2.)After a class discussion about famous African-American scientists and inventors, take the students to the computer lab to research one of interest. The teacher should provide an information sheet for each student to fill in the information they find(see attachment). This step should be done in one trip to the computer lab unless the students need an introduction to the Internet.
(The Faces of Science:)
This website explores a great number of African American scientists and inventors. It divides them by specialty as well as notes gender.

3.)Students will meet back in the classroom and share their findings with the class through class discussion and a question/answer session.

4.)The teacher will explain about plagiarism and review the elements of good writing. The students will then take the information collected and write a quality paragraph about the one inventor/scientist they researched.

5.)Each student will be compile a list of five African-American inventors or scientists about which to make a slide show scrapbook for presentation to the class. The students must have access to library resources including biographies or other books and may research Internet websites. The teacher may allow library or computer lab time for this component, or provide a weekend and assign this portion as homework. Help should be made available before and/or after school. Preferably, students should not choose the same inventors or common ones such as George Washington Carver to present. (Class sizes and total number of students may require some duplicates.)

6.)After the teacher has approved each student's list, students are given a handout of the requirements for the assignment (see criteria attachment).

7.)Typically, one class period is dedicated to discussing presentation techniques and showing sample presentations from previous years to the students. The teacher should have the classroom ready for the presentations by having all equipment properly connected and tested prior to the students' arrival. By using a projection device, the class can see the slideshow as it appears on the computer screen (see attachment for sample slide show).

8.)Students will fill in the slideshow storyboard to determine how their presentation will look. By completing a storyboard, the teacher can make suggestions and answer questions prior to the student going to the computer lab. Allow students to share their storyboards with peers for feedback and constructive criticism (see attached storyboard).

9.)The lesson culminates with the student presentations. Students are graded using the attached rubric. Allow peers to use rubrics to score student presentations.

10.)Following is a link to an extension activity on related topics that allows further practice with the Internet or other multimedia.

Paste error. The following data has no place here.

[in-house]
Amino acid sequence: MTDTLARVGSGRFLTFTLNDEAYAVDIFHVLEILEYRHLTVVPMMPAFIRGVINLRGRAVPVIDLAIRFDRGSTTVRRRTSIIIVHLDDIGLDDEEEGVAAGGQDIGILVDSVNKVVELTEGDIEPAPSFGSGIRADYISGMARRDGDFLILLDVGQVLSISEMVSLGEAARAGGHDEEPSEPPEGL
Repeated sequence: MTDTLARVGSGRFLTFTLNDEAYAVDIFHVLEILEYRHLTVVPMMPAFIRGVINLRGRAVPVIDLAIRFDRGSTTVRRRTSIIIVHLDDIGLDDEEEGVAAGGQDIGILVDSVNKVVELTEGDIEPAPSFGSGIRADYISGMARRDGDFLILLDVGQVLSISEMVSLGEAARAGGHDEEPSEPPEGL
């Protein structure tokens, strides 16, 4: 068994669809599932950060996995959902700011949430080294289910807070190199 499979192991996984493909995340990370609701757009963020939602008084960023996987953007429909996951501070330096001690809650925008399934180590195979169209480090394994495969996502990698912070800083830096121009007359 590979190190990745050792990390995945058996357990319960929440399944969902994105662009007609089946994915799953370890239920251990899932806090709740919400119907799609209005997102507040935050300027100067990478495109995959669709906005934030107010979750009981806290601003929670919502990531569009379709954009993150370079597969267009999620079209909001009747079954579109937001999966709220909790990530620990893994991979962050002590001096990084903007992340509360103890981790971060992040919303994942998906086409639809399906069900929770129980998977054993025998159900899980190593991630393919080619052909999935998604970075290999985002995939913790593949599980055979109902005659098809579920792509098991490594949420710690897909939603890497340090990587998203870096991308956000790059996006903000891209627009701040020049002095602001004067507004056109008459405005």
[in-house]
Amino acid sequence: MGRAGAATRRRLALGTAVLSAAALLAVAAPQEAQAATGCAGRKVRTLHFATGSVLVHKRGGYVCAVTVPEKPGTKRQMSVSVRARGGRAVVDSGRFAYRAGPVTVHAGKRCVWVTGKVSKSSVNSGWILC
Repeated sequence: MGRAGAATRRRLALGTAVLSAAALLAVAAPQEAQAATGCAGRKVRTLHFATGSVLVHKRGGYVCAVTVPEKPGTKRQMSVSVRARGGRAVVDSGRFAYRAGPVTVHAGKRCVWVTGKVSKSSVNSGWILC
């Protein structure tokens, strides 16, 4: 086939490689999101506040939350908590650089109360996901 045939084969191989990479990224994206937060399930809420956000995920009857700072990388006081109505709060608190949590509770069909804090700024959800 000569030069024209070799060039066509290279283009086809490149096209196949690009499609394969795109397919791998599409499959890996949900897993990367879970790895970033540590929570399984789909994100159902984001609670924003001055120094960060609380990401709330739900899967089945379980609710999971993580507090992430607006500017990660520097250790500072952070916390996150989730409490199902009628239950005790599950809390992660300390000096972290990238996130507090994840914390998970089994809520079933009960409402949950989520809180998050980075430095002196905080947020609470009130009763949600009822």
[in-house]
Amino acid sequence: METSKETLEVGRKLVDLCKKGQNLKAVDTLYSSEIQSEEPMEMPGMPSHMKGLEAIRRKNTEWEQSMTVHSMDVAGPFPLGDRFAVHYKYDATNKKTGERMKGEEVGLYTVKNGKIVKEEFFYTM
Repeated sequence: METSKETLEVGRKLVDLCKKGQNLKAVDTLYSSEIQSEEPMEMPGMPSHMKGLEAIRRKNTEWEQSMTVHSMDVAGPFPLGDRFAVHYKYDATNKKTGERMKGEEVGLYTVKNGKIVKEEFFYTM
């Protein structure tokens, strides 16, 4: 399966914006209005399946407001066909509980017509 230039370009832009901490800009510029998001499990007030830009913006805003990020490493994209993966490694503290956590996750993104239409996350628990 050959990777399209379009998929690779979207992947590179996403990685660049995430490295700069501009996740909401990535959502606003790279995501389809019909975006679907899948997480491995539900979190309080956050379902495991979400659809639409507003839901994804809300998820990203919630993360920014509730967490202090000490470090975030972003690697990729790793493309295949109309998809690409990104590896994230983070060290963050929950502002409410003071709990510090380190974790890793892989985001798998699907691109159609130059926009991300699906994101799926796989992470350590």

(Treasures of African-American History)
An Internet search activity for students while studying African-American history.

11.)Due to high interest in inventions, the teacher may sometimes want to add an activity involving the preparation of invention brochures. In this assignment each student selects one invention and explains how it works. This reinforces informational writing and practice with word processing software. Design and layout of a brochure can also be taught or reviewed with the use of this extension exercise. I have included a sample rubric in the attachments section to illustrate what to look for when assigning the optional brochure.

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Assessment Strategies

The teacher will use rubrics (see attachment) and student interviews to assess student knowledge. Students will engage in peer reviews to help each other edit and improve their work prior to teacher's final assessment.


Students who excel in the use of technology tools and resources may exceed project requirements or serve as peer helpers. Also, they may want to produce a broadcast, develop a trivia game using information learned, or any other related activity that would encourage others to explore scientists, inventors or inventions.



Each area below is a direct link to general teaching strategies/classroom accommodations for students with identified learning and/or behavior problems such as: reading or math performance below grade level; test or classroom assignments/quizzes at a failing level; failure to complete assignments independently; difficulty with short-term memory, abstract concepts, staying on task, or following directions; poor peer interaction or temper tantrums, and other learning or behavior problems.

Presentation of Material Environment
Time Demands Materials
Attention Using Groups and Peers
Assisting the Reluctant Starter Dealing with Inappropriate Behavior
Be sure to check the student's IEP for specific accommodations.